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Great Fire of 1871 - SHOCKED CITIZENS

SHOCKED CITIZENS (Illustration) Awesome Radio - Narrated Stories Famous Historical Events Social Studies STEM Nineteenth Century Life American History Disasters

Chicago’s sidewalks, and many of its homes, were made of wood in 1871.  When the Great Fire broke out, on the evening of October 8, those wooden homes and walks were at particular risk due to very dry and windy conditions that Sunday night.

Marshall Philyaw provides his artistic interpretation of how the scene may have appeared at the O’Leary barn (located on DeKoven Street) when firefighters arrived on the scene.  Among the events depicted in this drawing are Mr. McLaughlin with his fiddle; neighbors trying to put-out the flames with buckets of water; firemen ripping-out the sidewalk’s wooden slats to use as fuel for the fire-fighting steam engines.

 

The stiff, relentless wind pushed the greedy flames from south to north. Goodsell’s eyewitness account continues, at page 17:

The scene was rendered still more appalling by the fact that during the earlier stages of the fire, thousands of the able-bodied men had rushed to the south side to witness the fire there, not then dreaming that it would reach their own homes. Before the fire on the south side, these fathers, brothers and sons, were gradually driven across the river, until the rapidity of the progress of the flames convinced them that their own families were in danger. Being at last convinced, they rushed in frantic haste to save what little they could.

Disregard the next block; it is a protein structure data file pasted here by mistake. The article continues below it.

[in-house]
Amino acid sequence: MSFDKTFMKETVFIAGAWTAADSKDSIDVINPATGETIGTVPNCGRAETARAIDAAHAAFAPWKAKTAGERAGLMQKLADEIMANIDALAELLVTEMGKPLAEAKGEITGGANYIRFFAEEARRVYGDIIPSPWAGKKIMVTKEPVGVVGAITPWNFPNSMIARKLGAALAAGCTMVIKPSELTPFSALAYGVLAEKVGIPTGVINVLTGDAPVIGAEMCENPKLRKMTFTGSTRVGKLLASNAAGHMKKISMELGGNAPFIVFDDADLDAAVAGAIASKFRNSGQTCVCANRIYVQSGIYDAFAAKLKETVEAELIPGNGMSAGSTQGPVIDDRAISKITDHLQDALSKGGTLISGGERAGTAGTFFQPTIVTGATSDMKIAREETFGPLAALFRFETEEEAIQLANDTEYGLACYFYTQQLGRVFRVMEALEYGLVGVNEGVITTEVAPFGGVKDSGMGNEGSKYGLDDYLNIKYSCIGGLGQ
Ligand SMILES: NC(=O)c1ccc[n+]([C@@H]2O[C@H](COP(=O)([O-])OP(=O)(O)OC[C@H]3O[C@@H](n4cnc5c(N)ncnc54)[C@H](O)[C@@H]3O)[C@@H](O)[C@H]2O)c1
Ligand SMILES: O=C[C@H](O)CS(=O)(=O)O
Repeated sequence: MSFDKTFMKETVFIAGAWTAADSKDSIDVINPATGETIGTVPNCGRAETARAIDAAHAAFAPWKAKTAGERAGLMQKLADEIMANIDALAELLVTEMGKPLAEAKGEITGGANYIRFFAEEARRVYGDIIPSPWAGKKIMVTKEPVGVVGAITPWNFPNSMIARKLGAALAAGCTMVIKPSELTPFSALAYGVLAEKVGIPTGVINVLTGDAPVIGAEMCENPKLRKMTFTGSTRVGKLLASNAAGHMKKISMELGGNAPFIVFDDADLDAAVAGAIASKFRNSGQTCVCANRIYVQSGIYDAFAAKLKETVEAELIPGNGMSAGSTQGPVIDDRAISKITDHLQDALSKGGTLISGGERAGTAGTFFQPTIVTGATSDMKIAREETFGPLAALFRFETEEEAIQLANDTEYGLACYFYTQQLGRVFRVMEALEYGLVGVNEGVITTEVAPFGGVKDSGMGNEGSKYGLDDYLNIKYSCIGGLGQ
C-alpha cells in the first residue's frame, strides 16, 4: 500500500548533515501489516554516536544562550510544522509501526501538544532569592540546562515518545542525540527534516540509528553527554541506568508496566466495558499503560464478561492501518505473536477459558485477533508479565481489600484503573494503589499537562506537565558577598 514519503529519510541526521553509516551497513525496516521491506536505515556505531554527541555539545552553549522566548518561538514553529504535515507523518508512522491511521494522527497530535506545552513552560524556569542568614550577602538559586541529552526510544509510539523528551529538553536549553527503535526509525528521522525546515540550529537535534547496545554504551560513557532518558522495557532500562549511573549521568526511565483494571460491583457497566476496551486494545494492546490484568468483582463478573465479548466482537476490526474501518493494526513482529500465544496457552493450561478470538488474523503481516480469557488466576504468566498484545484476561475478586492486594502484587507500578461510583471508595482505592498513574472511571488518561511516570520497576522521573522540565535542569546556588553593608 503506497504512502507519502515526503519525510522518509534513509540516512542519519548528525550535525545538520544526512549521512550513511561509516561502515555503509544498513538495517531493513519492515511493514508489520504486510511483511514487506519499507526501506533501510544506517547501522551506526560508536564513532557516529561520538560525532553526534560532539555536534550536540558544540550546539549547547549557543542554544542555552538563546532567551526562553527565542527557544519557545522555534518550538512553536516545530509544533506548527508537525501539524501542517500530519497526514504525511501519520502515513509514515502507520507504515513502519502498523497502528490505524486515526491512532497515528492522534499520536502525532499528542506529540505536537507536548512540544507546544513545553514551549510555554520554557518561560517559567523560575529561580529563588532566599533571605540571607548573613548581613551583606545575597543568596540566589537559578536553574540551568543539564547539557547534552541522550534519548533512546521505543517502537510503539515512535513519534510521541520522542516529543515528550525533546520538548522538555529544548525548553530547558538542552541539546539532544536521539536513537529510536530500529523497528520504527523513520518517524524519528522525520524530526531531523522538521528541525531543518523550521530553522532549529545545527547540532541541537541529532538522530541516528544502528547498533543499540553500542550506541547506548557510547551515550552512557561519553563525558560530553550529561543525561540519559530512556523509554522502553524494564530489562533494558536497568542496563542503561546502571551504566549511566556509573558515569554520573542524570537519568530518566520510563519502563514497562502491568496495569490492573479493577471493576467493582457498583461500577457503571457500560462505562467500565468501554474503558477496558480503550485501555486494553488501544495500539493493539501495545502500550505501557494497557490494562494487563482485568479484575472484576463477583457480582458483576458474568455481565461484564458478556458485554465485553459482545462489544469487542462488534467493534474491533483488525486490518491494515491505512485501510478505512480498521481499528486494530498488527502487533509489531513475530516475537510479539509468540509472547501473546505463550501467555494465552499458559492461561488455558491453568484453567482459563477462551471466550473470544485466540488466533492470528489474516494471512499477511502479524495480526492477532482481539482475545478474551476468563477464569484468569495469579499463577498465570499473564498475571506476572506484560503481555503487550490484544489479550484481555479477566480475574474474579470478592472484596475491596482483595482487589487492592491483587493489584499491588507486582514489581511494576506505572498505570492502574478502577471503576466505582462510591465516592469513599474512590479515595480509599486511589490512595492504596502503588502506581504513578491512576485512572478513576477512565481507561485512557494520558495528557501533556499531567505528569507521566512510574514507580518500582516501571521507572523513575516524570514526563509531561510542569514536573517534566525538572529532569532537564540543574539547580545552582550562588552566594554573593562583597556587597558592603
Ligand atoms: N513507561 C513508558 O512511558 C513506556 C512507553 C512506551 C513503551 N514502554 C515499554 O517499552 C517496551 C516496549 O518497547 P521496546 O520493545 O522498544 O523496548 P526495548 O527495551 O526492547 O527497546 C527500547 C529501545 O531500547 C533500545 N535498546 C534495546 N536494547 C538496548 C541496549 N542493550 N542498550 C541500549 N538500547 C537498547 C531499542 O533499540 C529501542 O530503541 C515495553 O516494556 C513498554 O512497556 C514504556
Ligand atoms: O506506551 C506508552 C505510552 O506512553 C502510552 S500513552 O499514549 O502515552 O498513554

What they had not saved was their own energy:

But they arrived at their homes, most of them, in an exhausted condition. They did their best, but the best was but little. All that many could do was to aid in saving the lives of their wives and children. With their all, standing in their houses, many attempted impossible things, and rushed into burning buildings never to come out alive; for the wind rushed on in horrible fury, and seemed to envelop three or four houses at once in one fell swoop.  (Goodsell, page 17.)

Man, no matter how willing, is never a match against the unleashed fury of the "elements."

Soon after the fire, total property damage was estimated at $150 million. Loss of life, while terrible, could have been much worse.

The loss of life, while smaller than could have been predicted in such an extended and such a rapid fire, can yet never be fully estimated. There have been charred remains at the morgue which were almost unrecognizable as human bodies, and as the ruins are lying from two to ten feet deep in places, it is impossible to say how many have been buried under them. The fact that but few of those who are prominently known are missing, must not lead any to believe that there have not been many lost who would be missed only by an exceedingly small circle of friends, too obscure themselves to attract much attention.   (Goodell, page 25.)

When all was said and counted, the death toll was about 300.

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Author: Carole D. Bos, J.D. 5124stories and lessons created

Original Release: Sep 01, 2002

Updated Last Revision: Jan 19, 2017


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